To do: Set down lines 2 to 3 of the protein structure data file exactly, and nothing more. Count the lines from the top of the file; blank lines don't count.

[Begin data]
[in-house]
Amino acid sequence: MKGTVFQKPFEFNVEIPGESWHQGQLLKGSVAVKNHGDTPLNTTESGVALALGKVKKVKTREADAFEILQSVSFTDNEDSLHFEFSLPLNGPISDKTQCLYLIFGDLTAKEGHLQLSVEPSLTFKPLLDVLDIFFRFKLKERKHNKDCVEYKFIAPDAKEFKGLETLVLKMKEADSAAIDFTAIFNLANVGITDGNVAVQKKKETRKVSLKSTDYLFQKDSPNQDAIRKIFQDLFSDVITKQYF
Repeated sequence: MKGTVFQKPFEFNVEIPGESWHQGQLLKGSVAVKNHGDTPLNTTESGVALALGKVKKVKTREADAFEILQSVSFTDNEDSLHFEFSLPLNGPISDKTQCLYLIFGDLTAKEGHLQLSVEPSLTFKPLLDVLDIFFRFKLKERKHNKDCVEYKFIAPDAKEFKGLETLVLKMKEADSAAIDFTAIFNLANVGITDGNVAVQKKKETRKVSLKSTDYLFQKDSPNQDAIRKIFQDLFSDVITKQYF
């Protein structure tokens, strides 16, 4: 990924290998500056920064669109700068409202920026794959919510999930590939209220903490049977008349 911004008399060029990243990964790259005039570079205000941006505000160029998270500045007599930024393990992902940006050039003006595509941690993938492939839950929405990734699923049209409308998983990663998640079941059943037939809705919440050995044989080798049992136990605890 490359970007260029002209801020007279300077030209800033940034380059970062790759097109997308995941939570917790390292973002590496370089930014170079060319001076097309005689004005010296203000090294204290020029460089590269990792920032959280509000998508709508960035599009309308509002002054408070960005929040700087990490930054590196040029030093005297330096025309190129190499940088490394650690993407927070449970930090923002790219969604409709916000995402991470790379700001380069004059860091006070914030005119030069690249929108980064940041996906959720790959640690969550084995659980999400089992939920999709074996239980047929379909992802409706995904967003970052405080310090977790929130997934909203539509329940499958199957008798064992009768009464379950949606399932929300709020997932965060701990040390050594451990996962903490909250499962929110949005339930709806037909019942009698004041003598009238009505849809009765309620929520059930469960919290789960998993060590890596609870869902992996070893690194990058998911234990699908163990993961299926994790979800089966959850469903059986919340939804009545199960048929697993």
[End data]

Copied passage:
Amino acid sequence: MKGTVFQKPFEFNVEIPGESWHQGQLLKGSVAVKNHGDTPLNTTESGVALALGKVKKVKTREADAFEILQSVSFTDNEDSLHFEFSLPLNGPISDKTQCLYLIFGDLTAKEGHLQLSVEPSLTFKPLLDVLDIFFRFKLKERKHNKDCVEYKFIAPDAKEFKGLETLVLKMKEADSAAIDFTAIFNLANVGITDGNVAVQKKKETRKVSLKSTDYLFQKDSPNQDAIRKIFQDLFSDVITKQYF
Repeated sequence: MKGTVFQKPFEFNVEIPGESWHQGQLLKGSVAVKNHGDTPLNTTESGVALALGKVKKVKTREADAFEILQSVSFTDNEDSLHFEFSLPLNGPISDKTQCLYLIFGDLTAKEGHLQLSVEPSLTFKPLLDVLDIFFRFKLKERKHNKDCVEYKFIAPDAKEFKGLETLVLKMKEADSAAIDFTAIFNLANVGITDGNVAVQKKKETRKVSLKSTDYLFQKDSPNQDAIRKIFQDLFSDVITKQYF